How to build up to a story in French?

New photo by alice ayel / Google Photos

My online learners are acquiring French at a fast and steady pace and it is amazing to watch them progress naturally. Unlike last school year when I was trying to use TPRS along with my other resources, I have decided to give it a full go following each of the three steps… And it all makes sense! It is obvious that learners need loads of input first, that they need to listen and to comprehend and that they will speak when they are ready to do so! I mean being the mother of a four years old made me realize that I do it unconsciously. For instance, my son has some trouble with the colors, he is still confused with green and blue. So what do I do ? I show him the leaves on a tree and I ask him: what color are they? He takes time to answer, so I ask him a closed question: are they green or red (because I know he knows the color red)? and then he can answer and he is actually happy because he got the answer right.

So what about my French learners? Well, they first started to acquire many high frequency, structurally important words (like the most commonly used verbs and phrases), especially verbs through Total Physical Response so that we could start creating stories.

The main challenge for me is to think of the structures I want my learners to acquire and to have a story script ready so that I can stay “in bounds” with my objectives. Luckily I purchased Putting it together – TPRS for English Language Learners, Teacher’s guide by Elizabeth Skelton and Denise Milligan. The book is aimed at English teachers who use TPRS but it has really helped me putting French together for my learners! The book also starts with TPR to then move on to scenarios and stories. Each chapter contains mini-stories and one main story based on a general topic. The main story recycles all the vocabulary from the mini-stories. It is therefore much easier for me to plan a logical sequence of sessions which build up to a main story and which include high interest vocabulary.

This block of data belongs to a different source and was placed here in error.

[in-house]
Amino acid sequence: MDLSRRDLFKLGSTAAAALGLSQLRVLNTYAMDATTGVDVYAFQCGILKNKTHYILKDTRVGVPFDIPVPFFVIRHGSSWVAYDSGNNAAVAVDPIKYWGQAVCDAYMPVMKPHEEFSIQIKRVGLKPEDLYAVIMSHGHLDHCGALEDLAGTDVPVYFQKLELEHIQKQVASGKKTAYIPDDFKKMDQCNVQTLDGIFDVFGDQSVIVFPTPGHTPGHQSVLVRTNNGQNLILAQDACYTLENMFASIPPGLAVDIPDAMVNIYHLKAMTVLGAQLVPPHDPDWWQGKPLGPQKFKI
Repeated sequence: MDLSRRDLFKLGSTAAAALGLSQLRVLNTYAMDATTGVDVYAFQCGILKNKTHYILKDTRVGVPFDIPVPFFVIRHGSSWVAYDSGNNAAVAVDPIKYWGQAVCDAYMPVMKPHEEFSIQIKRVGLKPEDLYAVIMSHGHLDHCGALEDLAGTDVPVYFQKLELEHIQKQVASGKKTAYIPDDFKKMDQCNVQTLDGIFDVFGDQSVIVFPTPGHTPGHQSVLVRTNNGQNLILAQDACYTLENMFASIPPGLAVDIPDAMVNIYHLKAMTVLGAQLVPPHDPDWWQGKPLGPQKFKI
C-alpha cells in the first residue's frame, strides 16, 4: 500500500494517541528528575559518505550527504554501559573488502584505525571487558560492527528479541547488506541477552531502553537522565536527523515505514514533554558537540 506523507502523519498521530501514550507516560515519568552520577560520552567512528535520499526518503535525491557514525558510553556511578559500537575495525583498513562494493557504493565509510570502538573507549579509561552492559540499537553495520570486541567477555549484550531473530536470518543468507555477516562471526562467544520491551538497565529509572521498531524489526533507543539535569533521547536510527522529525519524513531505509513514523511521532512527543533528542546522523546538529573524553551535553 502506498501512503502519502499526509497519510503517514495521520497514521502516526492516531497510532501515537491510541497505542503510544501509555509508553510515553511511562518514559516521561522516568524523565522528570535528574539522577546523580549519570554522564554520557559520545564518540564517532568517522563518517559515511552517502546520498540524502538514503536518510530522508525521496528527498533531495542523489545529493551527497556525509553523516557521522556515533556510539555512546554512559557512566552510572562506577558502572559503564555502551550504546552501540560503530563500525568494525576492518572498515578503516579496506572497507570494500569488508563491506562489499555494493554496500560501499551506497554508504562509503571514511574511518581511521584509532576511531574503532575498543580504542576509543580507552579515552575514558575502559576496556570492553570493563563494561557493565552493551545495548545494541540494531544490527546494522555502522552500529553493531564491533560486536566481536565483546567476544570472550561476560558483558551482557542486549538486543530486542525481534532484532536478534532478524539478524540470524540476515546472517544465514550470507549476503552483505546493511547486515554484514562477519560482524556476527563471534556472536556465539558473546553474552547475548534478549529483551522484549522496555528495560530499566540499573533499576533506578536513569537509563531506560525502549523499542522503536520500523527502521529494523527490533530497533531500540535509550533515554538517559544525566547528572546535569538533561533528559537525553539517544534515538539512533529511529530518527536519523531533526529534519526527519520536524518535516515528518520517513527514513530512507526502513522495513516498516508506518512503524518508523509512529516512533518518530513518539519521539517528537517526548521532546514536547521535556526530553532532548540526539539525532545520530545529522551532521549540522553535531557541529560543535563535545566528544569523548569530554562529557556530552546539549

Diane Neubauer, a high school Chinese teacher who has taught five-year-olds through adults, explains very clearly how TPRS works in an article for FluentU. So here are the three steps I follow with my learners:

  1. First we establish meaning and we use the target vocabulary in the imperative mode through commands. I show the learner a gesture via the webcam and I then ask him or her to do it. For example the gesture for ” mange ” is to pretend to eat and I would ask the learner ” mange une pizza !”.
  2. I then ask personalized questions in order to provide comprehensible input of the target vocabulary. I don’t expect my students to reply with full sentences but I expect them to answer by ” Oui ou Non ” or just a word. Some questions are: ” Tu aimes la cuisine américaine ? Tu aimes la cuisine italienne ou espagnole ?…” These questions lead to an interesting discussion and without noticing the learner “is experiencing new language deeply in the context of language s/he already knows.”
  3. Finally, we can use that limited amount of new language in a story-like format. I ask, not tell, the story, and “I use at least 90% French to do so. The learner contributes ideas to further the story, including who the characters are, where they are and some of the key aspects of what happens in the story. It is a collaborative process which is very engaging and fun. By hearing and responding to an awful lot of French, the learner gets real language in his/her head and start to speak naturally, at his/her own pace.

Here is a mini story co-created with a learner and which I adapted from Putting it together. It targets the structures:

  • il ou elle aime -s/he likes

  • la cuisine – food

  • tous les jours / les matins / les midis / les soirs – everyday/morning/noon/evening

C’est Suzanne. Suzanne aime la cuisine mexicaine. Elle adore la cuisine mexicaine. Elle veut manger mexicain tous les jours. Tous les matins, elle mange des tortillas avec du guacamole. Elle mange aussi mexicain à midi. Tous les midis, elle va à son restaurant mexicain préféré et elle mange des burritos. Elle mange aussi mexicain tous les soirs pour le dîner. Elle prépare des nachos et des soupes mexicaines et elle les mange tous les soirs. Elle mange beaucoup mexicain. Elle mange trop mexicain. Maintenant, elle n’aime plus la cuisine mexicaine, elle aime la cuisine italienne !

 

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